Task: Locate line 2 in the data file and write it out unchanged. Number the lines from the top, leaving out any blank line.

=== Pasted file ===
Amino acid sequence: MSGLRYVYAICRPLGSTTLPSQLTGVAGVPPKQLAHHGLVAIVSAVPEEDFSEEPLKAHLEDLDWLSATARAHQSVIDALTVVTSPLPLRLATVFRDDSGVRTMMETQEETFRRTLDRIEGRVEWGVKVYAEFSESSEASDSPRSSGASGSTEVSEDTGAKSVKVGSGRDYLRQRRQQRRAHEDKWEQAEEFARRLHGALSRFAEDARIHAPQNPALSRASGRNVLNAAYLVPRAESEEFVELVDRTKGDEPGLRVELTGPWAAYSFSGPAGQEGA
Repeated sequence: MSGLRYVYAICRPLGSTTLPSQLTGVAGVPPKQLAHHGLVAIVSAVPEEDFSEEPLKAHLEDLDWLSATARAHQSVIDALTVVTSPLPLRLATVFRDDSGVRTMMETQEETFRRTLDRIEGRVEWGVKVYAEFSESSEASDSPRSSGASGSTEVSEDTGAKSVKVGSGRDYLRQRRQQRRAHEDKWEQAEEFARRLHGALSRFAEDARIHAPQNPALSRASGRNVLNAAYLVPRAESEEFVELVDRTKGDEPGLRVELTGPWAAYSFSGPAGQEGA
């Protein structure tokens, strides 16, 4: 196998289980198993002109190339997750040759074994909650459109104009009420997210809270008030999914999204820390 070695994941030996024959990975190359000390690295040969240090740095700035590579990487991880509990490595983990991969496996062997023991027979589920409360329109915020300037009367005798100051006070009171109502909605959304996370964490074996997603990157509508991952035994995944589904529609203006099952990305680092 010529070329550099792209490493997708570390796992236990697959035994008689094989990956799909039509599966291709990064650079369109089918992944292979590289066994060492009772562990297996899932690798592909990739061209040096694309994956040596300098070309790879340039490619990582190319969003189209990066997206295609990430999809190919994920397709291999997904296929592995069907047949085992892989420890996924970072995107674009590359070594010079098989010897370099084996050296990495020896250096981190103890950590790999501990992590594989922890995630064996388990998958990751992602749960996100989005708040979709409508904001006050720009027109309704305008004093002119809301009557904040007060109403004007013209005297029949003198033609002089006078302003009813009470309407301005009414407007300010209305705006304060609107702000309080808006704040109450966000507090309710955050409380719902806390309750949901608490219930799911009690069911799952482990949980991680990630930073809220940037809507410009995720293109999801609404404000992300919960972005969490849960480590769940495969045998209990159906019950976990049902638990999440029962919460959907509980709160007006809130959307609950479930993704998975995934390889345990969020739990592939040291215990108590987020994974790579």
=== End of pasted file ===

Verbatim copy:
Repeated sequence: MSGLRYVYAICRPLGSTTLPSQLTGVAGVPPKQLAHHGLVAIVSAVPEEDFSEEPLKAHLEDLDWLSATARAHQSVIDALTVVTSPLPLRLATVFRDDSGVRTMMETQEETFRRTLDRIEGRVEWGVKVYAEFSESSEASDSPRSSGASGSTEVSEDTGAKSVKVGSGRDYLRQRRQQRRAHEDKWEQAEEFARRLHGALSRFAEDARIHAPQNPALSRASGRNVLNAAYLVPRAESEEFVELVDRTKGDEPGLRVELTGPWAAYSFSGPAGQEGA